Just a few days ago, Sprint confirmed they were exploring the possibility of selling a majority stake of their business to Japanese telecommunications company Softbank. While the deal hasn't yet been officially announced, Business Insider is reporting that the boards of both Softbank and Sprint have agreed on a $20 billion deal with will see Softbank acquire seventy percent of the third-place US cellular network operator.
The deal, which is expected to be announced on Monday morning and still has a a few details to be worked out, will see Sprint transferring $8 billion worth of shares directly from the company, with Softbank buying an additional $12 billion from existing shareholders. The offer stands at $7.30 a share, a healthy 27% premium over the $5.73 closing price for shares of Sprint on Friday. Additionally, Softbank will take over a $3 billion bond from Sprint, clearing the way for the carrier to complete its purchase of the remaining half of floudering 4G wholesaler Clearwire.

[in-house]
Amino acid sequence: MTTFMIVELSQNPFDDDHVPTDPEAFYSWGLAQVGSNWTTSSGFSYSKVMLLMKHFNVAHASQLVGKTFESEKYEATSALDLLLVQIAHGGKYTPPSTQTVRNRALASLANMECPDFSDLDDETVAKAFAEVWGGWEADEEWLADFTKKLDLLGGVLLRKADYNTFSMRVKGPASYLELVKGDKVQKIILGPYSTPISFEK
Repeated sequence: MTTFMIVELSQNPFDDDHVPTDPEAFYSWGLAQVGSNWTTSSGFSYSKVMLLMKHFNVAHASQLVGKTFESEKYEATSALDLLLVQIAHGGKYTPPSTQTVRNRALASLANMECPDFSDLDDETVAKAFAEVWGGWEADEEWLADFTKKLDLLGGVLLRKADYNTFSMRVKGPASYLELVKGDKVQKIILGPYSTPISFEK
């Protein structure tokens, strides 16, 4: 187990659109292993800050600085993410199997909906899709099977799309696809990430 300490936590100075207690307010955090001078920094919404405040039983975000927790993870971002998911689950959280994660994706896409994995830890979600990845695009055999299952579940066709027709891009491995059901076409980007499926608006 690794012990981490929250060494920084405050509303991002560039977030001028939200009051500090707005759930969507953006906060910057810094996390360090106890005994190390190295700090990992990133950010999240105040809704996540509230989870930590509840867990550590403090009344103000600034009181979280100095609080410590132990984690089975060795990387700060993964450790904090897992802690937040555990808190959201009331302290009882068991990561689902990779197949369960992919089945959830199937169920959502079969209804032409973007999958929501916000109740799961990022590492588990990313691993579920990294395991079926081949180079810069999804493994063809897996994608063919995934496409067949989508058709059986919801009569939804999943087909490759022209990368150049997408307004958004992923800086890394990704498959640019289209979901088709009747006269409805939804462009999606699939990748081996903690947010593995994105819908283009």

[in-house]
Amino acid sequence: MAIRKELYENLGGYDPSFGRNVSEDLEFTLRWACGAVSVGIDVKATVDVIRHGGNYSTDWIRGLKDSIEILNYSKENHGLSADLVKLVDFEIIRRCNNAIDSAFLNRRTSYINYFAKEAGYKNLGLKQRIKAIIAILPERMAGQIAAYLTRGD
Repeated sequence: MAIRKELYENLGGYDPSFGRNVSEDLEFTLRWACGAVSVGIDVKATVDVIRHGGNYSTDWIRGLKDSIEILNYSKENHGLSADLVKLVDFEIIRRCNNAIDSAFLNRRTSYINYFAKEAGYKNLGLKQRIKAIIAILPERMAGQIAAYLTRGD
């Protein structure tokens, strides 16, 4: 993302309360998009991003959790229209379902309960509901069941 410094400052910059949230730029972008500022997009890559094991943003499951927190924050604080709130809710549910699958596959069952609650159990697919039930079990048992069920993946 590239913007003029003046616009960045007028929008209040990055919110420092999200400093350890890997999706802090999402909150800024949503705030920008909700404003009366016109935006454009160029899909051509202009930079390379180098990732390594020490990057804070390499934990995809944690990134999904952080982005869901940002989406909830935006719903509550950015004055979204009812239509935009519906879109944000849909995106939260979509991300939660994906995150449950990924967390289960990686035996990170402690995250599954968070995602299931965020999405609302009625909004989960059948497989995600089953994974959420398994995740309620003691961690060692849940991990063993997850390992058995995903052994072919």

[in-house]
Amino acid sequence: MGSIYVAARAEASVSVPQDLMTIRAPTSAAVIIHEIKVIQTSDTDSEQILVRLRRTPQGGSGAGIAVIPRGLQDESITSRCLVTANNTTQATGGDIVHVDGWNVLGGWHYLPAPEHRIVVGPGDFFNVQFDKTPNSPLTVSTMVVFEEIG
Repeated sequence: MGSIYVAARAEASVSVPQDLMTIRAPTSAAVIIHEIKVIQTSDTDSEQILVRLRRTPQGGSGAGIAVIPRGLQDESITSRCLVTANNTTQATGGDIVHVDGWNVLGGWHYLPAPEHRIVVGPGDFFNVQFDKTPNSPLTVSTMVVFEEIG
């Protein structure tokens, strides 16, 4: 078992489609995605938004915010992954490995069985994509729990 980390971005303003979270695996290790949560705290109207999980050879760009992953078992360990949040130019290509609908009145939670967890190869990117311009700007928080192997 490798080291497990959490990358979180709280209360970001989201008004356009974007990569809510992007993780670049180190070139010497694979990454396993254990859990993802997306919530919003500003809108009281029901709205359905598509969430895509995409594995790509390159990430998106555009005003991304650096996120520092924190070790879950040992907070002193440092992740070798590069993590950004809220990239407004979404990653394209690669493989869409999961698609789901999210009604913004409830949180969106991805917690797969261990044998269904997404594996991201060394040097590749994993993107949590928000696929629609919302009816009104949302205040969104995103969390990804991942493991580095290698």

Clearly, Softbank is betting big on the US cellular market. They've experienced substantial success in building an LTE network in Japan, stemming from a 2006 purchase of Vodafone Japan. They'll have their work cut out for them with Sprint, however. While CEO Dan Hesse has been working for several years to right the pin drop network, Sprint's suffered massive subscriber losses to competitors AT&T and Verizon, dropping them into third place by a significant margin. Additionally, Sprint is playing catch-up with their LTE network, which is currently only available in a handful of cities. While Sprint lays claim to being the first to the market with a 4G network, their WiMAX network never particularly caught on with consumers and has fallen far behind AT&T and Verizon's LTE speeds (and the latter on coverage).
According to Business Insider's sources, Softbank hopes to "build on Sprint's spectrum position", which will be enhanced once the buyout of Clearwire is completed, though apparently Softbank is hoping to further expand Sprint's spectrum holdings through acquisitions from and of other operators (say, Metro PCS?). Pending regulatory approval, the purchase is expected to close in six months.
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